Los Angeles school administrator Tommy Chang, who is vying to lead Boston’s public schools, fielded a wide range of questions and touted his track record Tuesday at a series of community events. Chang was the second of four candidates for school superintendent to meet with community leaders and School Committee members. He made the following remarks at a morning forum in downtown Boston.
On improving struggling schools:
“You need an intense focus on instruction. If you don’t change what’s going on in the classroom, things aren’t going to change.”
On narrowing achievement gaps:
Chang quoted Martin Luther King Jr.’s “Letter From Birmingham Jail” that the country was moving “at horse-and-buggy pace toward gaining a cup of coffee at a lunch counter.”
“For many of our youth, that cup of coffee is their education. There is no silver bullet here. But we have to be relentless.”
On special education:
“We live in an inclusive world, so why are students being segregated [by classroom]? Every single school should serve every single kid.”
On Common Core standards and standardized testing:
“There is great opportunity with Common Core, but we need to be very careful.”
On diversity in hiring:
Chang said improving education would encourage more graduates to eventually return to teach. “People come back to the community to serve when they get a great education there.”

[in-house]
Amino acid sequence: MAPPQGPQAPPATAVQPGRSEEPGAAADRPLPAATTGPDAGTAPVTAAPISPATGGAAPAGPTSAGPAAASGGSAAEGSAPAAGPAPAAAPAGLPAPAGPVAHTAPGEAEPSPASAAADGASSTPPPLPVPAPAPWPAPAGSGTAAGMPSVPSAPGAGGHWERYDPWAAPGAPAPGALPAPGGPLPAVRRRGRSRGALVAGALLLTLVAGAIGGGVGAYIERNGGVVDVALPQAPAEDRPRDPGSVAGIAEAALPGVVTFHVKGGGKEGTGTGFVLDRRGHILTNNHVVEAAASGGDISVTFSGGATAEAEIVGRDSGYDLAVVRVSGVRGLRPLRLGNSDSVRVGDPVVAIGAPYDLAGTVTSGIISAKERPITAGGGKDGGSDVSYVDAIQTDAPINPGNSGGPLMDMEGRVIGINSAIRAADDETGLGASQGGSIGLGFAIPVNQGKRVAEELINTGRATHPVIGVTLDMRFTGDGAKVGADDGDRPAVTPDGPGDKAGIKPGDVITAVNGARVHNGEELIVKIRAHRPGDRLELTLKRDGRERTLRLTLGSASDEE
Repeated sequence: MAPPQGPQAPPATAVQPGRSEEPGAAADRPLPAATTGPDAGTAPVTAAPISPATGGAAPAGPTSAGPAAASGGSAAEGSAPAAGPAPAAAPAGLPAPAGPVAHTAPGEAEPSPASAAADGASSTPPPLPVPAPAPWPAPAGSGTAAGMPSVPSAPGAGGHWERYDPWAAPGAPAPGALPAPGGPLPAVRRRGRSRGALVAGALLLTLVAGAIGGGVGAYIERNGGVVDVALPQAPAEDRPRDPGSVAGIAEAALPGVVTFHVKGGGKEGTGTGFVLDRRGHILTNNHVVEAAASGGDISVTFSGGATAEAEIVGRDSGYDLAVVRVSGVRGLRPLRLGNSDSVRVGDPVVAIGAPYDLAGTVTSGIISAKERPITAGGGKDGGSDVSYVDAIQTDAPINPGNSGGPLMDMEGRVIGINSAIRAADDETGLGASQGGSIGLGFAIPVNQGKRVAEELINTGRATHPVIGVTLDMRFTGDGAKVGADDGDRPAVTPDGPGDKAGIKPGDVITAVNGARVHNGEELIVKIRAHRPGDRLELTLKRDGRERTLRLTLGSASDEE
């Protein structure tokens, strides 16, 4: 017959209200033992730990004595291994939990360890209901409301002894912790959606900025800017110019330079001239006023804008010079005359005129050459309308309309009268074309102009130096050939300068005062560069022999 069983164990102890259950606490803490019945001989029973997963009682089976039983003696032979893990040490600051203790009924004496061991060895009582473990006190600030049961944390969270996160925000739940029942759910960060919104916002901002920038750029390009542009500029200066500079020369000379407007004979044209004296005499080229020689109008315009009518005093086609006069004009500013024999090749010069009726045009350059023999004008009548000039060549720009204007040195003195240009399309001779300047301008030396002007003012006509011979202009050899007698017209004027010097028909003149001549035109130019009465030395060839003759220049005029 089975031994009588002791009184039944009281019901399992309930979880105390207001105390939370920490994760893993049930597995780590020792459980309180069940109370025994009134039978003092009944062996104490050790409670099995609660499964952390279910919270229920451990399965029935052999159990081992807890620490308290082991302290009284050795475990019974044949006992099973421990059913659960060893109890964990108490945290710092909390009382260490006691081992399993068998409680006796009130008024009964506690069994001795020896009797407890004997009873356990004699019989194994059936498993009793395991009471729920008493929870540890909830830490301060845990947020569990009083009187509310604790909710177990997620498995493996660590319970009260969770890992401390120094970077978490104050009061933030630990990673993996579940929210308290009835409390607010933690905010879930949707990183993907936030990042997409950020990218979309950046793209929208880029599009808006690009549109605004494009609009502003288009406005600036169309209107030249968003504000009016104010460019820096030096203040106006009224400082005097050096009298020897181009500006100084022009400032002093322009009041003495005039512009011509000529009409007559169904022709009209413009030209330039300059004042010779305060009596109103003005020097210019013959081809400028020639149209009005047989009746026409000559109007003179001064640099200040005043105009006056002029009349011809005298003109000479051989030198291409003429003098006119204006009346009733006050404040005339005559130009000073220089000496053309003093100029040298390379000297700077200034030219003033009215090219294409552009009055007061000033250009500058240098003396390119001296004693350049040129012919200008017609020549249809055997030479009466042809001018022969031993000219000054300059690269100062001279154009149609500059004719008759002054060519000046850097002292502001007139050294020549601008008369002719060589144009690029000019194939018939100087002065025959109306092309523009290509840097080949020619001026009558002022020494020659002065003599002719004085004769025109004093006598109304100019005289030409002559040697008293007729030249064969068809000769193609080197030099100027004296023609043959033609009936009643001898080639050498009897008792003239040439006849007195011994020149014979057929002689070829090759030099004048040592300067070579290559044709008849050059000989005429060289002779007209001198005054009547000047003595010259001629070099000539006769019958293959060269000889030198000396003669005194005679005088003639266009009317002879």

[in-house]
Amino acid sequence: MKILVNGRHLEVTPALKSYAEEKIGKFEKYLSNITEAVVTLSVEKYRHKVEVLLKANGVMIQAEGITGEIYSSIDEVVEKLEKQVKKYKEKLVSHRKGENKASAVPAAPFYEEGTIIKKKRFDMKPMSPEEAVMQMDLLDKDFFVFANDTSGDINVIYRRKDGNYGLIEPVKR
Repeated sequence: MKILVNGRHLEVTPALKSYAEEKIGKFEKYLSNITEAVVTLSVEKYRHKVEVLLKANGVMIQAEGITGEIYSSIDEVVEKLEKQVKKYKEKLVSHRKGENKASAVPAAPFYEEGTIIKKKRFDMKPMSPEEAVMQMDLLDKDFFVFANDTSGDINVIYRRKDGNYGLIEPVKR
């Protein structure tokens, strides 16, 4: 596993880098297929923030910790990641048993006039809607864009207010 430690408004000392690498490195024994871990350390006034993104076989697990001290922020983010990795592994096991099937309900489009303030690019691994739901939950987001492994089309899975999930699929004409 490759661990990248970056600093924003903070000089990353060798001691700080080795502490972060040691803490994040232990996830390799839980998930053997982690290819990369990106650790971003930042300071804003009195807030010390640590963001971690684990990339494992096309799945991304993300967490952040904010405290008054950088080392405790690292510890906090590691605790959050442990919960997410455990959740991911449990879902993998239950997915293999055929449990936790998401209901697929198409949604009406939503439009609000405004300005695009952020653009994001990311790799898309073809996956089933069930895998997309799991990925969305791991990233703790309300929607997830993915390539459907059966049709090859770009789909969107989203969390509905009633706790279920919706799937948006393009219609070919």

The other finalists are Dana Bedden, superintendent in Richmond; Pedro Martinez, a former superintendent working on school overhaul in Nevada; and Guadalupe Guerrero, a deputy superintendent in San Francisco.
Boston’s School Committee is expected to choose the new superintendent March 3.
More on Tommy Chang:
Professional: As instructional superintendent for the Los Angeles school district’s Intensive Support & Innovation Center, he oversees more than 130 schools and some 95,000 students. More than 80 percent are Hispanic, and 95 percent qualify for free or reduced-price lunch. A former teacher and principal, he previously served as special assistant to the superintendent of the Los Angeles public schools.
Education: Holds a doctoral degree in educational leadership from Loyola Marymount University, a master’s degree from UCLA, and a bachelor’s degree from the University of Pennsylvania.
Fun facts: As a teacher at Compton High School, he developed the AP biology curriculum and raised more than $10,000 to support the program. He also coached the girls’ softball team.